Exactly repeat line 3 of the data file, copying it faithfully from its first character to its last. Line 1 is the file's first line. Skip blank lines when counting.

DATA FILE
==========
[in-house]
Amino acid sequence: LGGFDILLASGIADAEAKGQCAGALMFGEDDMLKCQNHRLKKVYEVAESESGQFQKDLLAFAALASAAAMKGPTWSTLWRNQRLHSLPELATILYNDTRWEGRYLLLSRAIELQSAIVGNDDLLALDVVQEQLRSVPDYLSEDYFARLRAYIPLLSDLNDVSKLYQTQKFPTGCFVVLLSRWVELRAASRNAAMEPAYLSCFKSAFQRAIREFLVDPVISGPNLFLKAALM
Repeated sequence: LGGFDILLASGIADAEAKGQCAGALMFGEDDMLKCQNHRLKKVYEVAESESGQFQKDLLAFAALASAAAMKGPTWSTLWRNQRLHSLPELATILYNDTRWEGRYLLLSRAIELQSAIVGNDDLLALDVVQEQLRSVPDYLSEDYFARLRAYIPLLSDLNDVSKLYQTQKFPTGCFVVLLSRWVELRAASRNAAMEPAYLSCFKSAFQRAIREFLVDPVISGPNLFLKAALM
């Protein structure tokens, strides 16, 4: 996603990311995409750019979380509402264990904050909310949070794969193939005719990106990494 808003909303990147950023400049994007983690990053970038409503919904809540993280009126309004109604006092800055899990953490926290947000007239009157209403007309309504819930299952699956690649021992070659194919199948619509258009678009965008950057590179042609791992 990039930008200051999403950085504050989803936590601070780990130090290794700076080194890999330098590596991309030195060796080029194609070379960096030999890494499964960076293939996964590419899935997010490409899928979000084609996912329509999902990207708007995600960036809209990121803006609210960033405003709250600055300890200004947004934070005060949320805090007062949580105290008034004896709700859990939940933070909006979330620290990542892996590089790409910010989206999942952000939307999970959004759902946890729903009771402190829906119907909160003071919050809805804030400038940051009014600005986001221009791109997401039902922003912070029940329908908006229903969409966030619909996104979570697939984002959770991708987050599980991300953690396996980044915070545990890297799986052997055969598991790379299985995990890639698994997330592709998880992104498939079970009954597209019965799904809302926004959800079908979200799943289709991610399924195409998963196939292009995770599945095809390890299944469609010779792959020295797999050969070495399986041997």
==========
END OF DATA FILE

Repeated sequence: LGGFDILLASGIADAEAKGQCAGALMFGEDDMLKCQNHRLKKVYEVAESESGQFQKDLLAFAALASAAAMKGPTWSTLWRNQRLHSLPELATILYNDTRWEGRYLLLSRAIELQSAIVGNDDLLALDVVQEQLRSVPDYLSEDYFARLRAYIPLLSDLNDVSKLYQTQKFPTGCFVVLLSRWVELRAASRNAAMEPAYLSCFKSAFQRAIREFLVDPVISGPNLFLKAALM